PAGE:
Taking on the moniker of a Renaissance polymath suggests multiple aspirations, and there are certainly many impressive strands to Machiavelli’s bow. However, happily the place is simply too charming to ring true to any of the more ruthless associations of its famous namesake.
Situated on the very busy Long Acre, and a mere stroll from Covent Garden Piazza or the theatres of the West End, Machiavelli is (true to the name) right in the heart of things and ready to engage with many audiences. The ground floor houses a stylish delicatessen and homeware shop selling seasonal imported foods and goods from Italy, but also incorporates a handful of covers for light bites, coffees, cakes or fuller fare for those weary shoppers tempted in by the glorious displays. Downstairs a tranquil, chic and minimalist dining room - redolent of a trattoria as imagined by Farrow & Ball - is an enticing space for those wishing to linger and enjoy the superb food and faultless service on offer.
Aiming for so many targets, and occupying what is a largely transient part of town, means that the atmosphere of Machiavelli varies somewhat with the prevailing audience of any given visit – pre-theatre and the dining room hums, a busy Saturday and the ground floor is abuzz – but the restaurant has by its own devising made it harder for itself to define any consistent ‘feel’. This is a challenge that is, in large part, overcome by a retinue of extremely gracious, informed and helpful staff who do much to create an energised, open and thoroughly enjoyable environment in which visitors can feel as welcome having coffee and cake as they would settling in for a relaxed and extravagant meal.
Machiavelli rightly prides itself on quality produce, sustainably sourced and imported from across Italy, and the care and expertise in selection shows across all of their menus. Be it breakfast, lunch, dinner, nibbles, take-away or a simple shop in the deli each offering is ripe with carefully chosen meats, cheeses, fish and vegetables lovingly and sensitively prepared, and the Italian respect for simple flavours and deft combinations is evident.
The dinner menu offers a stunning long-horn beef carpaccio; wafer thin and melt in the mouth fresh, elegantly served with a good handful of peppery rocket itself lifted by a light but sharp citrus balsamic, and strips of parmesan. A simple dish which epitomises the confidence in ingredients and the sophistication of palate the kitchen clearly boasts. Starters this good will end up being shared regardless so those prepared to formalise the arrangement can opt for an antipasta platter or a clever plate of mozzarella, burrata and scamorza, each delicious cheese brilliantly and simply matched with a regionally paired tomato to provide foil to the smoky or creamy richness.
The list of mains on the lunch or dinner menu is reassuringly short and each is clearly a well considered and carefully constructed dish. The veal ossobuco with gremolata and grilled polenta shows that the care in selection extends to the finer cuts of meat – this Milanese speciality hinges on the quality of the meat and the care with which it is cooked and the result here is wonderfully tender and well seasoned flesh, deftly accompanied with a sharp gremolata, that literally falls off the bone. At the simpler end of the menu the mushroom ravioli is no less impressive – delicate pasta parcels of a deep, woody mushroom filling sumptuously dressed in a rich, creamy sauce; this is comfort food of the highest order.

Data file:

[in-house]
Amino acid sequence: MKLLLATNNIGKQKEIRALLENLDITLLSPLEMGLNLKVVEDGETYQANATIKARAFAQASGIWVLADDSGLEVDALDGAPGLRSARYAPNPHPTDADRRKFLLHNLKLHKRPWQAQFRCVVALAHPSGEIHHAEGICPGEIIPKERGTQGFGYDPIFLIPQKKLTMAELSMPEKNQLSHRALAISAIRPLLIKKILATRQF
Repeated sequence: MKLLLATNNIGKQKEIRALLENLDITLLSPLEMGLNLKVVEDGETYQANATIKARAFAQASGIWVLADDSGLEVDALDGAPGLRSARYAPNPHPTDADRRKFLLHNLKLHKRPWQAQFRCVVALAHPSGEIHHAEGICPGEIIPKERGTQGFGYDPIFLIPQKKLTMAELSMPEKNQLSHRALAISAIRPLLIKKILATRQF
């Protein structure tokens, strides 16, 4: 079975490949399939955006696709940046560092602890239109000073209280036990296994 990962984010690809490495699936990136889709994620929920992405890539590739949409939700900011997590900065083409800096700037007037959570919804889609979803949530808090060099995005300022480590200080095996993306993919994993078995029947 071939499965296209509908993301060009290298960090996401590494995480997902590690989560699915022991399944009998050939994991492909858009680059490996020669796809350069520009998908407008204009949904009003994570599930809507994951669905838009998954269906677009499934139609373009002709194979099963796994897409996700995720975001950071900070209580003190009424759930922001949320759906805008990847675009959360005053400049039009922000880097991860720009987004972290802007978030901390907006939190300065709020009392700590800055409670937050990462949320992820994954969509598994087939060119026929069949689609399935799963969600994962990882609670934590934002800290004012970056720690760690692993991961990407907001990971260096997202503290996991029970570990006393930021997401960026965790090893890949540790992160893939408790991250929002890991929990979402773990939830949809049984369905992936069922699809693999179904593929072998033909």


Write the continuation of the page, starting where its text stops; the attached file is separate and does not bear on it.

Desserts continue the fine display of technique – a flourless chocolate cake maintains a rich and indulgent air despite its lightness, whilst the chocolate and raspberry cheesecake is a brilliantly executed combination of airy, mousse-like raspberry topping stunningly juxtaposed with a dense, almost bitter chocolate base. There is great artistry in Italian cooking, and it is a sadness that the inevitable Anglicisation of some of its culinary traditions have inured our palates to fast-food pizzas and pastas. Happily the long, rich, sensuous and delicious traditions of the nation's cooking is kept alive with great integrity at this impressive spot.
A good range of cocktails (very reasonably priced for the area), aperitifs, beers and a fine selection of teas and soft drinks are all to be found on the menu at Machiavelli – the drinks offer being as varied as the food – but it is the wine list that shows the true colours of the place, and they are unashamedly green, white and red. The wine list contains nothing but Italian offerings, each enthusiastically described, and it reads as a love letter to the vineyards of the home country. The range is excellent and shows a willingness to look beyond the expected - both in terms of region and grape, and whilst the majority of bottles hover around the £30 mark (with a few reaching higher) they represent excellent value and offer a welcome chance to look beyond the normal supermarket hegemony. The elegant, rich and long finish of an exquisite Sardinian Carignan/Shiraz blend shows perfectly what rewards are available for choices rarely made.
The Last Word
There is in reality little to connect the eponymous philosopher to this superb Italian restaurant, unassumingly hidden away underneath what to a passing eye would seem to be a simple deli/café. However, a true Renaissance man such as Machiavelli would surely have delighted in the honouring of the traditions of his beloved Italy and, despite himself, found nourishment here.